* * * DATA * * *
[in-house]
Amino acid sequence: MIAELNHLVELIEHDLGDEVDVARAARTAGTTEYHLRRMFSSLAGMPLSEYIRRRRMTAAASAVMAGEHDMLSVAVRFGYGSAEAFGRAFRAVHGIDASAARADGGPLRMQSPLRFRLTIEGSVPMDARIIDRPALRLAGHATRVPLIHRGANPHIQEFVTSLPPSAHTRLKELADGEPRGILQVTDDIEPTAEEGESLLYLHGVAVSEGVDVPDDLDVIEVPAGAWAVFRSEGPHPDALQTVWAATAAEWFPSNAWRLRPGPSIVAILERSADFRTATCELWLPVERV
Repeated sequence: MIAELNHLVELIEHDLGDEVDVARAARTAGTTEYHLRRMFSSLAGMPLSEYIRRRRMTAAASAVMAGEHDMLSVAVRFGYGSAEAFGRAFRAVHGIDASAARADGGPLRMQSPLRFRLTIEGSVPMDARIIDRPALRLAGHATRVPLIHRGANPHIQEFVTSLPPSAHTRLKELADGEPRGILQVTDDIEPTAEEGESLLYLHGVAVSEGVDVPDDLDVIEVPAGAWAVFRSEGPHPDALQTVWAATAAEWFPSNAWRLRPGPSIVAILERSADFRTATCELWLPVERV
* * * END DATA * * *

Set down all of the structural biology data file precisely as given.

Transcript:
[in-house]
Amino acid sequence: MIAELNHLVELIEHDLGDEVDVARAARTAGTTEYHLRRMFSSLAGMPLSEYIRRRRMTAAASAVMAGEHDMLSVAVRFGYGSAEAFGRAFRAVHGIDASAARADGGPLRMQSPLRFRLTIEGSVPMDARIIDRPALRLAGHATRVPLIHRGANPHIQEFVTSLPPSAHTRLKELADGEPRGILQVTDDIEPTAEEGESLLYLHGVAVSEGVDVPDDLDVIEVPAGAWAVFRSEGPHPDALQTVWAATAAEWFPSNAWRLRPGPSIVAILERSADFRTATCELWLPVERV
Repeated sequence: MIAELNHLVELIEHDLGDEVDVARAARTAGTTEYHLRRMFSSLAGMPLSEYIRRRRMTAAASAVMAGEHDMLSVAVRFGYGSAEAFGRAFRAVHGIDASAARADGGPLRMQSPLRFRLTIEGSVPMDARIIDRPALRLAGHATRVPLIHRGANPHIQEFVTSLPPSAHTRLKELADGEPRGILQVTDDIEPTAEEGESLLYLHGVAVSEGVDVPDDLDVIEVPAGAWAVFRSEGPHPDALQTVWAATAAEWFPSNAWRLRPGPSIVAILERSADFRTATCELWLPVERV